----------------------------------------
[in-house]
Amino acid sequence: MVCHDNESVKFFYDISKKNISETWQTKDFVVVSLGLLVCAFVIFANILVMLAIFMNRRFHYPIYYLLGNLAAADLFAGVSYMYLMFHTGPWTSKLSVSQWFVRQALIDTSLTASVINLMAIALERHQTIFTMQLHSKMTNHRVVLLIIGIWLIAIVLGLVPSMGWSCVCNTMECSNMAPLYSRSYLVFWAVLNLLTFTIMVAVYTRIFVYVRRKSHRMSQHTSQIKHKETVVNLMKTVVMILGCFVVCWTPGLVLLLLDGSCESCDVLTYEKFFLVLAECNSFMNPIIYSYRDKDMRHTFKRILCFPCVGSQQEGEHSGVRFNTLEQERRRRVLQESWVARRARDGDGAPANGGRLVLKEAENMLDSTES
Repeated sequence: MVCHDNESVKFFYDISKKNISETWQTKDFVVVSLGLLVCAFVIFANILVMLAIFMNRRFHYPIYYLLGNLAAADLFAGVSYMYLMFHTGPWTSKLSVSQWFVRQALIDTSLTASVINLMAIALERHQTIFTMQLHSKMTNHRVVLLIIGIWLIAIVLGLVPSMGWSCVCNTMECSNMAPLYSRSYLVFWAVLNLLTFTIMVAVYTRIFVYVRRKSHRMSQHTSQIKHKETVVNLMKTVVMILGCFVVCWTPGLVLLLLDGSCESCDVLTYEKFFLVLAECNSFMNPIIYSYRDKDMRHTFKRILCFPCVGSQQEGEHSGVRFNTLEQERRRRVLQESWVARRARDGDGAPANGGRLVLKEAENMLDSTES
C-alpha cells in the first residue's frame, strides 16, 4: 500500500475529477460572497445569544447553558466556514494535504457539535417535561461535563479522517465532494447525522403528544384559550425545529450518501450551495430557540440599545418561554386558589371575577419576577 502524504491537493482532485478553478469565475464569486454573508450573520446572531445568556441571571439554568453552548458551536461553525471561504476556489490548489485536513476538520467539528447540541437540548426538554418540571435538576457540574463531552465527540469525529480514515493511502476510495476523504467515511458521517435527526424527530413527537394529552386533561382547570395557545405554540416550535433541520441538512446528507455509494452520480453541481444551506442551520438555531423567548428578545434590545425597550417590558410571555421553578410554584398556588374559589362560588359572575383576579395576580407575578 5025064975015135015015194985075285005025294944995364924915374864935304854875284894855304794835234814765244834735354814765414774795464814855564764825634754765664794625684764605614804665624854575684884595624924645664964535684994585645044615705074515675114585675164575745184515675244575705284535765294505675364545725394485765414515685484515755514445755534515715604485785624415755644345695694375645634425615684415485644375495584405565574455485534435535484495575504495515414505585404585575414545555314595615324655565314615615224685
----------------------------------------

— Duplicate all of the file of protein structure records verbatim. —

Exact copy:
[in-house]
Amino acid sequence: MVCHDNESVKFFYDISKKNISETWQTKDFVVVSLGLLVCAFVIFANILVMLAIFMNRRFHYPIYYLLGNLAAADLFAGVSYMYLMFHTGPWTSKLSVSQWFVRQALIDTSLTASVINLMAIALERHQTIFTMQLHSKMTNHRVVLLIIGIWLIAIVLGLVPSMGWSCVCNTMECSNMAPLYSRSYLVFWAVLNLLTFTIMVAVYTRIFVYVRRKSHRMSQHTSQIKHKETVVNLMKTVVMILGCFVVCWTPGLVLLLLDGSCESCDVLTYEKFFLVLAECNSFMNPIIYSYRDKDMRHTFKRILCFPCVGSQQEGEHSGVRFNTLEQERRRRVLQESWVARRARDGDGAPANGGRLVLKEAENMLDSTES
Repeated sequence: MVCHDNESVKFFYDISKKNISETWQTKDFVVVSLGLLVCAFVIFANILVMLAIFMNRRFHYPIYYLLGNLAAADLFAGVSYMYLMFHTGPWTSKLSVSQWFVRQALIDTSLTASVINLMAIALERHQTIFTMQLHSKMTNHRVVLLIIGIWLIAIVLGLVPSMGWSCVCNTMECSNMAPLYSRSYLVFWAVLNLLTFTIMVAVYTRIFVYVRRKSHRMSQHTSQIKHKETVVNLMKTVVMILGCFVVCWTPGLVLLLLDGSCESCDVLTYEKFFLVLAECNSFMNPIIYSYRDKDMRHTFKRILCFPCVGSQQEGEHSGVRFNTLEQERRRRVLQESWVARRARDGDGAPANGGRLVLKEAENMLDSTES
C-alpha cells in the first residue's frame, strides 16, 4: 500500500475529477460572497445569544447553558466556514494535504457539535417535561461535563479522517465532494447525522403528544384559550425545529450518501450551495430557540440599545418561554386558589371575577419576577 502524504491537493482532485478553478469565475464569486454573508450573520446572531445568556441571571439554568453552548458551536461553525471561504476556489490548489485536513476538520467539528447540541437540548426538554418540571435538576457540574463531552465527540469525529480514515493511502476510495476523504467515511458521517435527526424527530413527537394529552386533561382547570395557545405554540416550535433541520441538512446528507455509494452520480453541481444551506442551520438555531423567548428578545434590545425597550417590558410571555421553578410554584398556588374559589362560588359572575383576579395576580407575578 5025064975015135015015194985075285005025294944995364924915374864935304854875284894855304794835234814765244834735354814765414774795464814855564764825634754765664794625684764605614804665624854575684884595624924645664964535684994585645044615705074515675114585675164575745184515675244575705284535765294505675364545725394485765414515685484515755514445755534515715604485785624415755644345695694375645634425615684415485644375495584405565574455485534435535484495575504495515414505585404585575414545555314595615324655565314615615224685